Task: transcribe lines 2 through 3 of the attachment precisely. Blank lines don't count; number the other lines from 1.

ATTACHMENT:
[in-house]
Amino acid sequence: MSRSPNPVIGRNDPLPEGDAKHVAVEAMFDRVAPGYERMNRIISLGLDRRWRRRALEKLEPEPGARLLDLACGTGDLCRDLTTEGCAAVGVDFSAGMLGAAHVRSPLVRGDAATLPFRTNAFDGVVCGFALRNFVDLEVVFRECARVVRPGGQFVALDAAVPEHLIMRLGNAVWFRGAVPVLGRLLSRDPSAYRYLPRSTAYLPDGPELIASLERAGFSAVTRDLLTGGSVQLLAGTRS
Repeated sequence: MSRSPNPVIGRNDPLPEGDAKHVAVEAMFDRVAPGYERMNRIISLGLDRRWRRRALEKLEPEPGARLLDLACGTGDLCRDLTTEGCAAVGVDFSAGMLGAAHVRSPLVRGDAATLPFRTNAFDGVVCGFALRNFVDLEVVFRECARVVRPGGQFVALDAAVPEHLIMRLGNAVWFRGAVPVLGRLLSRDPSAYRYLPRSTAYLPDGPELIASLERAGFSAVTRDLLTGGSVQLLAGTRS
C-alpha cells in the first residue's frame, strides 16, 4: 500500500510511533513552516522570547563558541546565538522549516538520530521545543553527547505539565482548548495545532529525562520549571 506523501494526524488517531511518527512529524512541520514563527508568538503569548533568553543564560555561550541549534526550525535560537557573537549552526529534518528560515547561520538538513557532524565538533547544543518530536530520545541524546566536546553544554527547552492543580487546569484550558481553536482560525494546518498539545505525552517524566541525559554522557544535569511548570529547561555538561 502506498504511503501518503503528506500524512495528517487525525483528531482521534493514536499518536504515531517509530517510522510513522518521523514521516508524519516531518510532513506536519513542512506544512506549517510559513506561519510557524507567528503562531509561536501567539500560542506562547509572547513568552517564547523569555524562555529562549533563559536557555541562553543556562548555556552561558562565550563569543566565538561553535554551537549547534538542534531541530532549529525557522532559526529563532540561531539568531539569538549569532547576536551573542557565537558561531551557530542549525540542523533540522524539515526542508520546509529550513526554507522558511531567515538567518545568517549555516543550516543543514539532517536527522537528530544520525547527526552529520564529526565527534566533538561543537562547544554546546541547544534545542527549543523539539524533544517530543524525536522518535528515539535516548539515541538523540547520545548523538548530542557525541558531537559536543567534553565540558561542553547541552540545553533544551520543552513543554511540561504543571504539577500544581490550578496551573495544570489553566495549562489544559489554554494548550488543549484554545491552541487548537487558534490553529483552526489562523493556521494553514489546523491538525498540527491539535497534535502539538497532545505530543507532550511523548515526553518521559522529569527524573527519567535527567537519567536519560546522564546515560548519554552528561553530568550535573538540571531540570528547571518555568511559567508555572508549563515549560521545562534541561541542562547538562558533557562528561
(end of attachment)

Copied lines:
Amino acid sequence: MSRSPNPVIGRNDPLPEGDAKHVAVEAMFDRVAPGYERMNRIISLGLDRRWRRRALEKLEPEPGARLLDLACGTGDLCRDLTTEGCAAVGVDFSAGMLGAAHVRSPLVRGDAATLPFRTNAFDGVVCGFALRNFVDLEVVFRECARVVRPGGQFVALDAAVPEHLIMRLGNAVWFRGAVPVLGRLLSRDPSAYRYLPRSTAYLPDGPELIASLERAGFSAVTRDLLTGGSVQLLAGTRS
Repeated sequence: MSRSPNPVIGRNDPLPEGDAKHVAVEAMFDRVAPGYERMNRIISLGLDRRWRRRALEKLEPEPGARLLDLACGTGDLCRDLTTEGCAAVGVDFSAGMLGAAHVRSPLVRGDAATLPFRTNAFDGVVCGFALRNFVDLEVVFRECARVVRPGGQFVALDAAVPEHLIMRLGNAVWFRGAVPVLGRLLSRDPSAYRYLPRSTAYLPDGPELIASLERAGFSAVTRDLLTGGSVQLLAGTRS